The pharmacist explained that private hospitals used to occasionally experience shortages of certain drugs due to delayed shipments or suppliers inaccurately forecasting demand. “But it has never been this bad and involved so many drugs,” she said.

She added that previously, buffer stocks could “last us for a while”, but the shortage this time around was worse as delays in deliveries of medicine supplies sometimes extended to over a month, amid increased demand from high patient loads. 

“We’ve always faced shortages, but it has gotten worse since early this year to a worrying level in May since the list keeps getting longer and longer each day,” the pharmacist said.

“Technically, we have not totally run out of treatment options for now. There are small supplies of alternative brands or drugs with similar therapeutic effects that we managed to buy or are fortunate enough to loan. Whether doctors are willing to change their treatment plan to alternatives offered – well, that’s another story. With unstable supplies these days, I really don’t know how long we can last.”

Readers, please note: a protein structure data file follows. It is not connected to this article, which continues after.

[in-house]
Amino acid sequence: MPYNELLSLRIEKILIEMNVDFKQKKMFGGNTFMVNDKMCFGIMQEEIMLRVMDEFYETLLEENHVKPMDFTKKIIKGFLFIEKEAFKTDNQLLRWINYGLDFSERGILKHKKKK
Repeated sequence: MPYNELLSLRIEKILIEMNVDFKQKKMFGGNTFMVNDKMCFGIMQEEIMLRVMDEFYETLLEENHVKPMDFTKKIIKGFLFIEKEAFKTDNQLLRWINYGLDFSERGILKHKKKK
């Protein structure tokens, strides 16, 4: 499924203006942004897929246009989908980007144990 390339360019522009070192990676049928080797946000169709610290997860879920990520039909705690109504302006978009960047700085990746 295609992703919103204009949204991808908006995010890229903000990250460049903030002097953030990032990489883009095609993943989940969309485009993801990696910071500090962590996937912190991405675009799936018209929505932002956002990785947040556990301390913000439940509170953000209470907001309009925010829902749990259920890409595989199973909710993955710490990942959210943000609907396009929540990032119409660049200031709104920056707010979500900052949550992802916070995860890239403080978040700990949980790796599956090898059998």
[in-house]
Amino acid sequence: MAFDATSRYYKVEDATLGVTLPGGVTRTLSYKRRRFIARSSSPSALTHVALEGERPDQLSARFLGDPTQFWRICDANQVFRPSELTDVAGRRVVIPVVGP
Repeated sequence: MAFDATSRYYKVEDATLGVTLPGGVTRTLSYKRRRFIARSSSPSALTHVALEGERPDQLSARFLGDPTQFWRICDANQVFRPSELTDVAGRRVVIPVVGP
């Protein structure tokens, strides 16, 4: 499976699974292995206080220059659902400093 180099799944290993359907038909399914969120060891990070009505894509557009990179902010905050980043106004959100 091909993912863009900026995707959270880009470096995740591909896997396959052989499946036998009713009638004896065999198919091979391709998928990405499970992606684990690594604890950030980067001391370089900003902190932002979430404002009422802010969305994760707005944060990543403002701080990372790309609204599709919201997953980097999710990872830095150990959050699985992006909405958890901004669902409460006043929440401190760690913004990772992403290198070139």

She pointed out that not all medical practitioners understand the severity of the ongoing medicine shortage where usually prescribed innovator drugs have run out, forcing a switch to either generic alternatives, or even to different drugs with similar therapeutic effects when the generic medications themselves become scarce.

“It’s not surprising that my colleagues get shouted at with very harsh words (like incompetent, useless, bodoh) when they call up certain doctors to notify them of the stock-out issues,” the private pharmacist said.

“We understand the frustration of doctors when they’re left with limited treatment options. We have tried hard to source for alternative supplies, but it’s not always that someone has spare stocks lying around to loan us. I’ve driven a five-hour return trip to borrow medications from another hospital.”

She said she has lost count of how many times she and other pharmacists across private hospitals, clinics, and community pharmacies borrowed and loaned medicine stocks from each other during the ongoing shortage.